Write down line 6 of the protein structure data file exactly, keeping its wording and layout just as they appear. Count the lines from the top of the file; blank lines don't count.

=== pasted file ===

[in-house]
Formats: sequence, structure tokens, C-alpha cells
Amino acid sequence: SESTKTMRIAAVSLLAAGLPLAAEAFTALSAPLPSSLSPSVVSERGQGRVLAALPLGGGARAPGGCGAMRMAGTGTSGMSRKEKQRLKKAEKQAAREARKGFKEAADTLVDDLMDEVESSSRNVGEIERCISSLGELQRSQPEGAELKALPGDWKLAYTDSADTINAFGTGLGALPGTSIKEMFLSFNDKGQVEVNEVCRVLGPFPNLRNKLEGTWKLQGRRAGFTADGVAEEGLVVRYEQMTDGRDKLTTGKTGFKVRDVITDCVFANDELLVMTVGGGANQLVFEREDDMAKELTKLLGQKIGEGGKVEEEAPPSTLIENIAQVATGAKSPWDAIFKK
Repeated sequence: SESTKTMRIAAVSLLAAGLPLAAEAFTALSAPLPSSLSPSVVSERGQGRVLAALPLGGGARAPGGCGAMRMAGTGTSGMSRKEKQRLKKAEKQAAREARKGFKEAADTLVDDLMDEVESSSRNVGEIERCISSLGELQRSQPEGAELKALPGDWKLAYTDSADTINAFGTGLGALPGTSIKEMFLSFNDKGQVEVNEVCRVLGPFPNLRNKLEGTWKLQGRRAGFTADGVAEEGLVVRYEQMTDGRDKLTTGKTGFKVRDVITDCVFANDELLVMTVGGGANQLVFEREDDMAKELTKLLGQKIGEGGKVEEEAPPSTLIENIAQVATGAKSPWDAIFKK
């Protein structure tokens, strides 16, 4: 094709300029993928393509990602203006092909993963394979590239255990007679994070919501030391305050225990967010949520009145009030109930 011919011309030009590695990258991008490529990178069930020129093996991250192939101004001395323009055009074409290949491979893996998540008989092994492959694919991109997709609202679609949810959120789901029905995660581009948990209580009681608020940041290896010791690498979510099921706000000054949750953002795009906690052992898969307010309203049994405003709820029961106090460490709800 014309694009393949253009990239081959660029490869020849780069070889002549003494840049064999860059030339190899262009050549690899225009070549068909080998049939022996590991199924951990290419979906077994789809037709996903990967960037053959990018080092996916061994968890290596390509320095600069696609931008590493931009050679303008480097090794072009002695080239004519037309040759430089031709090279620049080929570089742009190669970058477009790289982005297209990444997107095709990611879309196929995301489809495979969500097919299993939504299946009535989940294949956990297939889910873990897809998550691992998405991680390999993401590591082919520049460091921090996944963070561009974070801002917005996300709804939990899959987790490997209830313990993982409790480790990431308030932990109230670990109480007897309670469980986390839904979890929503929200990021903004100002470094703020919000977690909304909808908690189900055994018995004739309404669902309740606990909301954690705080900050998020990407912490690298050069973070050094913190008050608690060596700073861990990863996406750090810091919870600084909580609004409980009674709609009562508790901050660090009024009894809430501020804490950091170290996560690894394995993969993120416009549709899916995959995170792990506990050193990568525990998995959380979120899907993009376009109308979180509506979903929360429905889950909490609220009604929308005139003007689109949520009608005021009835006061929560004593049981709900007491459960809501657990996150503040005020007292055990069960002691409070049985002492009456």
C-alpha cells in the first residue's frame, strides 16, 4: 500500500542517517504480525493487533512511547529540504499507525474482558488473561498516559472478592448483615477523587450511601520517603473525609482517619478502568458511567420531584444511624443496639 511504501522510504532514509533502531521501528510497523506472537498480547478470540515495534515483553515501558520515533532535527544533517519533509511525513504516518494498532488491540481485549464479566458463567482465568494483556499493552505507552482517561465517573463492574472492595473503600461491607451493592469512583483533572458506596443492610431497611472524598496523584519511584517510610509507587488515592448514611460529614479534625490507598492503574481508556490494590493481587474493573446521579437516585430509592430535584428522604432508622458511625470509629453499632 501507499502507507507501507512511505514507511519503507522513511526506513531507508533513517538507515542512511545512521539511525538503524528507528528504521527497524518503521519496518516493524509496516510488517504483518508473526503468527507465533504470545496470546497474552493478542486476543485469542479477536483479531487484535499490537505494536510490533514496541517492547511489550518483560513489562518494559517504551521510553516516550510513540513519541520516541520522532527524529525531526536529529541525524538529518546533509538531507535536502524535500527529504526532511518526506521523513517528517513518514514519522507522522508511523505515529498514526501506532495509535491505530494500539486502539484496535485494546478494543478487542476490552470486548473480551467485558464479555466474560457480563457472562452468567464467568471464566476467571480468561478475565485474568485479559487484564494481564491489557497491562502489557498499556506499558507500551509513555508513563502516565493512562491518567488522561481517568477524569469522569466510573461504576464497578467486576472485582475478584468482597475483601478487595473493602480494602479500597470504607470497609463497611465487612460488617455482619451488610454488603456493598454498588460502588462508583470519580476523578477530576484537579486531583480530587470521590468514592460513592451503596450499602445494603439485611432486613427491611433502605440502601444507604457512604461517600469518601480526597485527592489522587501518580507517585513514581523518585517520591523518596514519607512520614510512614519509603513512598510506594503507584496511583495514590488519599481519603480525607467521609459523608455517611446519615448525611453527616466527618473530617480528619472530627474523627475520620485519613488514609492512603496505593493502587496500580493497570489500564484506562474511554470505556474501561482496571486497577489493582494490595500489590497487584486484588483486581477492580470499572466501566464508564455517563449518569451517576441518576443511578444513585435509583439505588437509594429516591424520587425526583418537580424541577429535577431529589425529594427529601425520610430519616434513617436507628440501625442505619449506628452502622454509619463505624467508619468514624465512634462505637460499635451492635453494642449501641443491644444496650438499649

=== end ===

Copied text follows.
C-alpha cells in the first residue's frame, strides 16, 4: 500500500542517517504480525493487533512511547529540504499507525474482558488473561498516559472478592448483615477523587450511601520517603473525609482517619478502568458511567420531584444511624443496639 511504501522510504532514509533502531521501528510497523506472537498480547478470540515495534515483553515501558520515533532535527544533517519533509511525513504516518494498532488491540481485549464479566458463567482465568494483556499493552505507552482517561465517573463492574472492595473503600461491607451493592469512583483533572458506596443492610431497611472524598496523584519511584517510610509507587488515592448514611460529614479534625490507598492503574481508556490494590493481587474493573446521579437516585430509592430535584428522604432508622458511625470509629453499632 501507499502507507507501507512511505514507511519503507522513511526506513531507508533513517538507515542512511545512521539511525538503524528507528528504521527497524518503521519496518516493524509496516510488517504483518508473526503468527507465533504470545496470546497474552493478542486476543485469542479477536483479531487484535499490537505494536510490533514496541517492547511489550518483560513489562518494559517504551521510553516516550510513540513519541520516541520522532527524529525531526536529529541525524538529518546533509538531507535536502524535500527529504526532511518526506521523513517528517513518514514519522507522522508511523505515529498514526501506532495509535491505530494500539486502539484496535485494546478494543478487542476490552470486548473480551467485558464479555466474560457480563457472562452468567464467568471464566476467571480468561478475565485474568485479559487484564494481564491489557497491562502489557498499556506499558507500551509513555508513563502516565493512562491518567488522561481517568477524569469522569466510573461504576464497578467486576472485582475478584468482597475483601478487595473493602480494602479500597470504607470497609463497611465487612460488617455482619451488610454488603456493598454498588460502588462508583470519580476523578477530576484537579486531583480530587470521590468514592460513592451503596450499602445494603439485611432486613427491611433502605440502601444507604457512604461517600469518601480526597485527592489522587501518580507517585513514581523518585517520591523518596514519607512520614510512614519509603513512598510506594503507584496511583495514590488519599481519603480525607467521609459523608455517611446519615448525611453527616466527618473530617480528619472530627474523627475520620485519613488514609492512603496505593493502587496500580493497570489500564484506562474511554470505556474501561482496571486497577489493582494490595500489590497487584486484588483486581477492580470499572466501566464508564455517563449518569451517576441518576443511578444513585435509583439505588437509594429516591424520587425526583418537580424541577429535577431529589425529594427529601425520610430519616434513617436507628440501625442505619449506628452502622454509619463505624467508619468514624465512634462505637460499635451492635453494642449501641443491644444496650438499649